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American Annals of the Deaf

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Alone in the Mainstream: A Deaf Woman Remembers Public School

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                                        I was the middle child out of five.

Like Father, Like Daughter?

I grew up in New England, the middle of five widely spaced children, to parents who were both from immigrant families. My mother knew my father had a hearing loss when she married him, as did his father, grandfather, and one of his uncles. They all functioned just like ordinary people. So when Miss Voight called her to express concern about me, my mother was not surprised. She promptly took me to the Greenwich Hospital Speech and Hearing Clinic, and soon I had my first hearing aid at age five. The audiologist surmised that the loss had been gradual because my language development was normal and I was already (the tests showed) an expert lipreader.

From then on, my mother would remind me, “Gina, you have to tell people that you can’t hear them.” But at a very young age, I came to dread telling other people. As an adult, I recognized, on my own, a very important reason for this dread. Telling them did not solve the problem. Telling them didn’t change the fact that I could not hear them. And in reality, it wasn’t that I couldn’t “hear” them.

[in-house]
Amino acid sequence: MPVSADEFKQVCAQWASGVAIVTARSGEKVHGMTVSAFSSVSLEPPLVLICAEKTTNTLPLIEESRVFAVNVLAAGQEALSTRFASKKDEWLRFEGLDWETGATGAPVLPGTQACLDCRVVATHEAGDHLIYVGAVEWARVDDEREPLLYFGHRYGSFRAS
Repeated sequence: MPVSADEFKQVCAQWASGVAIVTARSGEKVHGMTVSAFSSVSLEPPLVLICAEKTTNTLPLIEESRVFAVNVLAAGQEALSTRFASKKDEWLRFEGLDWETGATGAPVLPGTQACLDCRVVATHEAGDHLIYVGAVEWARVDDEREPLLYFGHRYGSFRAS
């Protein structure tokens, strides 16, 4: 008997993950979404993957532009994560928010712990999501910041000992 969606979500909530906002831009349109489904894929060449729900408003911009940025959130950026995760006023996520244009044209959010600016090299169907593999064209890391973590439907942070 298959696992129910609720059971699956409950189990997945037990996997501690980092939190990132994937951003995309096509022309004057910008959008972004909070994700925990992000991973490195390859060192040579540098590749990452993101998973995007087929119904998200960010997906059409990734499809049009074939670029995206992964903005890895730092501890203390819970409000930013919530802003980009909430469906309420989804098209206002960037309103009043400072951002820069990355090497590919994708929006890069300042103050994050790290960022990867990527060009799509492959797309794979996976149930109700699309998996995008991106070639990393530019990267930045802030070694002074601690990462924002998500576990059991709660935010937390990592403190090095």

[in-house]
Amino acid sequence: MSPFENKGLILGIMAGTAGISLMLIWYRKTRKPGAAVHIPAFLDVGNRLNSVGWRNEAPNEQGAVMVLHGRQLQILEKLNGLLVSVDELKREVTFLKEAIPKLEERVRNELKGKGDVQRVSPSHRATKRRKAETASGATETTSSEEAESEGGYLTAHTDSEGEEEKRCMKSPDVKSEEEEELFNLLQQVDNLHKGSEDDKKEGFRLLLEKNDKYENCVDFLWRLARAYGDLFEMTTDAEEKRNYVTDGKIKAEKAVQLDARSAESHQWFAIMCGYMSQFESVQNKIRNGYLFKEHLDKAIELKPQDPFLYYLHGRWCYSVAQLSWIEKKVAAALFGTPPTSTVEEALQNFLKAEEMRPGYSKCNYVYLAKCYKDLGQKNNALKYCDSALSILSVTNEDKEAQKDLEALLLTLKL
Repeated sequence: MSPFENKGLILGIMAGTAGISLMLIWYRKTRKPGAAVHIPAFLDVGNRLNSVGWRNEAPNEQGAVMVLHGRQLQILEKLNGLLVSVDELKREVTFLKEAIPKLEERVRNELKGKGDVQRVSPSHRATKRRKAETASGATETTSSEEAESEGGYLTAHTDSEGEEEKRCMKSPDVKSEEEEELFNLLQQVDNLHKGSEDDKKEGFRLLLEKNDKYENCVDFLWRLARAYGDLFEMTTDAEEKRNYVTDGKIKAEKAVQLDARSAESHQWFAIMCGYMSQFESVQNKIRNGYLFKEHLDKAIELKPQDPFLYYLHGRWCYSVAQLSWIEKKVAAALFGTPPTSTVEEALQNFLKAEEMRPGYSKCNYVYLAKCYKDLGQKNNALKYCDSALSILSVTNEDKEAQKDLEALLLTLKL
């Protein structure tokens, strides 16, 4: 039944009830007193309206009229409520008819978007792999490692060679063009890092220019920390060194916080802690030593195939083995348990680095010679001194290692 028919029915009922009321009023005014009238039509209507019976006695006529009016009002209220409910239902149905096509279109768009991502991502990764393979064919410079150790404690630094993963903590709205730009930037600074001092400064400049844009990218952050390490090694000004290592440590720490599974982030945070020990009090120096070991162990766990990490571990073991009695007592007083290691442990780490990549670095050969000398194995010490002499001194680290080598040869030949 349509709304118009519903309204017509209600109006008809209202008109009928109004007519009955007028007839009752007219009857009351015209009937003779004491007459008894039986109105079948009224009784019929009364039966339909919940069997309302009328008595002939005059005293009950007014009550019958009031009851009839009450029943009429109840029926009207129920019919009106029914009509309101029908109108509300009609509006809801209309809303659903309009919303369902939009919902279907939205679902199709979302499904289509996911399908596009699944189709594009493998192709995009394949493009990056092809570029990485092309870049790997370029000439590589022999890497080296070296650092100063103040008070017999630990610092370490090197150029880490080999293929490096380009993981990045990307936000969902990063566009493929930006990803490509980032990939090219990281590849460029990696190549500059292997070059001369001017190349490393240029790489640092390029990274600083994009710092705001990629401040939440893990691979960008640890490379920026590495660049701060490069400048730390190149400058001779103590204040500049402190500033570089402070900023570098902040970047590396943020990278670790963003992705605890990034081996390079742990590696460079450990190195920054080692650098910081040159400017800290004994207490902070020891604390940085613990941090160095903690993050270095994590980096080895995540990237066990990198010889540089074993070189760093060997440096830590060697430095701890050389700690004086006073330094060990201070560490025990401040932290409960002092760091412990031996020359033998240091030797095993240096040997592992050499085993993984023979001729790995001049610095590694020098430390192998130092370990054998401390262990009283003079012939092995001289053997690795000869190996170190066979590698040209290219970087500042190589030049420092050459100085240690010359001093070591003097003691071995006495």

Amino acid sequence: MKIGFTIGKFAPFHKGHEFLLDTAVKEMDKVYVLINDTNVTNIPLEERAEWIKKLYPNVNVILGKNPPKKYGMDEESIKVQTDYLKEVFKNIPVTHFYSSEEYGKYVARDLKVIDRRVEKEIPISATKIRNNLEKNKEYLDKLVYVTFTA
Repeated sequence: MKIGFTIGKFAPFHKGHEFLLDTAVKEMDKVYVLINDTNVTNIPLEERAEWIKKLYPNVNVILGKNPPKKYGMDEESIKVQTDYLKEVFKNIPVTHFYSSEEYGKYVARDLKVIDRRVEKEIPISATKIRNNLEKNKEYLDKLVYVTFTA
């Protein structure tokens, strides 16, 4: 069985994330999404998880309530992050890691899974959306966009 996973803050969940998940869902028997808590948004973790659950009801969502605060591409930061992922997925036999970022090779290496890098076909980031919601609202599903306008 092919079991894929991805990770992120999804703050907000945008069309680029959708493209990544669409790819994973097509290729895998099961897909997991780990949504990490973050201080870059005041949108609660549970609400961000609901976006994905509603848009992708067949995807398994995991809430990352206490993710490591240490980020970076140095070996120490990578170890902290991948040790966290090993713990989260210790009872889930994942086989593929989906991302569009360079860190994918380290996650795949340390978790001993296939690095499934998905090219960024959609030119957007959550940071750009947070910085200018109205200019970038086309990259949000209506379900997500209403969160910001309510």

During my elementary years, I had a 50-dB hearing loss. I could hear people’s voices, but my speech discrimination was such that unless we were in a quiet environment and by a stroke of luck or the grace of God they spoke clearly, everything sounded like a bunch of noisy gibberish. The kids at Cos Cob School and on Mead Avenue, with very rare exception, didn’t know what to do in order for me to be able to decipher their cacophony. Even the adults didn’t know.


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